New York asks people to cover their faces outdoors

(New York) New York Mayor Bill de Blasio on Thursday asked city residents to cover their faces when leaving their homes, a first in the city worst affected by the coronavirus in the United States.


Posted on April 2, 2020 at 7:29 p.m.


Updated at 20:34

France Media Agency

“It can be a scarf, something you made at home, a bandana”, explained the city councilor during a press briefing, but it “does not have to be a professional mask”.

On the contrary, he hammered, “we do not want you to use the masks that emergency personnel and caregivers need”, and which it is not certain that they could be available in sufficient quantity. until the end of the pandemic.

New York has recorded 1,562 deaths from the coronavirus since the start of the pandemic, according to figures released late Thursday by city health officials, and is approaching 50,000 positive cases (49,707).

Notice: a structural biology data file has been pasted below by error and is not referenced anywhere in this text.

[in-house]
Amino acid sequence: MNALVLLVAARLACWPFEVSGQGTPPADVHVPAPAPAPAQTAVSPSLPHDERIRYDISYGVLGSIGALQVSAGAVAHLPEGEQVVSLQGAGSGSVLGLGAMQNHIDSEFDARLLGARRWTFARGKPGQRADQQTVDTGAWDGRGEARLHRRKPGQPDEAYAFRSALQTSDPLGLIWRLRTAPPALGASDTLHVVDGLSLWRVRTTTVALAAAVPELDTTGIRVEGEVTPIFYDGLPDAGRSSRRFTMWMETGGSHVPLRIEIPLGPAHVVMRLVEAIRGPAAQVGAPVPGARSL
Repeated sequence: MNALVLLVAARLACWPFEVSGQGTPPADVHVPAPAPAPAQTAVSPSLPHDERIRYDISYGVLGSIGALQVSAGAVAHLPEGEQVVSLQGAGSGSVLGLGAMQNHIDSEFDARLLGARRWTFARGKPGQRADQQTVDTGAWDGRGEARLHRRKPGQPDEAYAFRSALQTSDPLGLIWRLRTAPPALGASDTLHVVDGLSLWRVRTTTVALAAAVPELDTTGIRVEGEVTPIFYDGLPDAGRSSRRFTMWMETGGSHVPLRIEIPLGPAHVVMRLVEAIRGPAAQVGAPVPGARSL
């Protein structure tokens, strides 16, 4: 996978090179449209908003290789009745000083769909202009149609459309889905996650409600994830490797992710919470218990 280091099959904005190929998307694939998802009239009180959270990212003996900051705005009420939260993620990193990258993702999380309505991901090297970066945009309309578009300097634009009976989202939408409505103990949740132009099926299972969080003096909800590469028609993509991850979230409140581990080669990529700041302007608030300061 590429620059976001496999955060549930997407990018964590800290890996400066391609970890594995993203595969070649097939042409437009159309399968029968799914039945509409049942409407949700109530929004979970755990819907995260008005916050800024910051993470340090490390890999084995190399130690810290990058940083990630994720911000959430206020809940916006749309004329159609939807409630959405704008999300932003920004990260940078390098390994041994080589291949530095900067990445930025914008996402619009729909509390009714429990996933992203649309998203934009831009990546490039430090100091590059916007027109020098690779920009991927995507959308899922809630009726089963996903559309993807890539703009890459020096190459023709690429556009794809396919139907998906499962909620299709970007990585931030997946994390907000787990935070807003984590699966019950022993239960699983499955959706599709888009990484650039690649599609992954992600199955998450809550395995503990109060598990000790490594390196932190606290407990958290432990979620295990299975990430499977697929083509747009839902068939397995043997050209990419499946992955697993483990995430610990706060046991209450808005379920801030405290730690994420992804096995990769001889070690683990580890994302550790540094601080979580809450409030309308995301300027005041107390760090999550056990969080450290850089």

The mayor explained that the decision to ask residents to cover their faces was made based on a study published by the Centers for Disease Control and Prevention (CDC), the national health authority in the United States.

This study highlights cases of transmission of the virus in Singapore by asymptomatic people.

The study indicates that transmission could notably occur through breathing alone.

“It has been shown that speech and other vocal activities, such as singing, can generate particles in the air, with a propensity related to the sound level,” explain the authors of the study, published Wednesday.

This is a turnaround for the authorities, who have long indicated, based on recommendations from the World Health Organization (WHO) and the CDC that it is not necessary to wear a mask, unless presented symptoms of coronavirus.

During the daily White House press briefing, Vice President Mike Pence said the CDC would be issuing an opinion on the face covering in the coming days.

Donald Trump, meanwhile, did not clearly give instructions to protect his face, leaving the choice to the Americans.

“I don’t think it will be compulsory,” he said of the recommendations given by some local elected officials, “because some don’t want to. ”

“We don’t want people to feel artificially protected,” warned Dr Deborah Birx, in charge of coordinating the fight against the coronavirus at the White House.

“It is a complement”, to the recommendations already made, namely social distancing and frequent hand washing, explained the manager.

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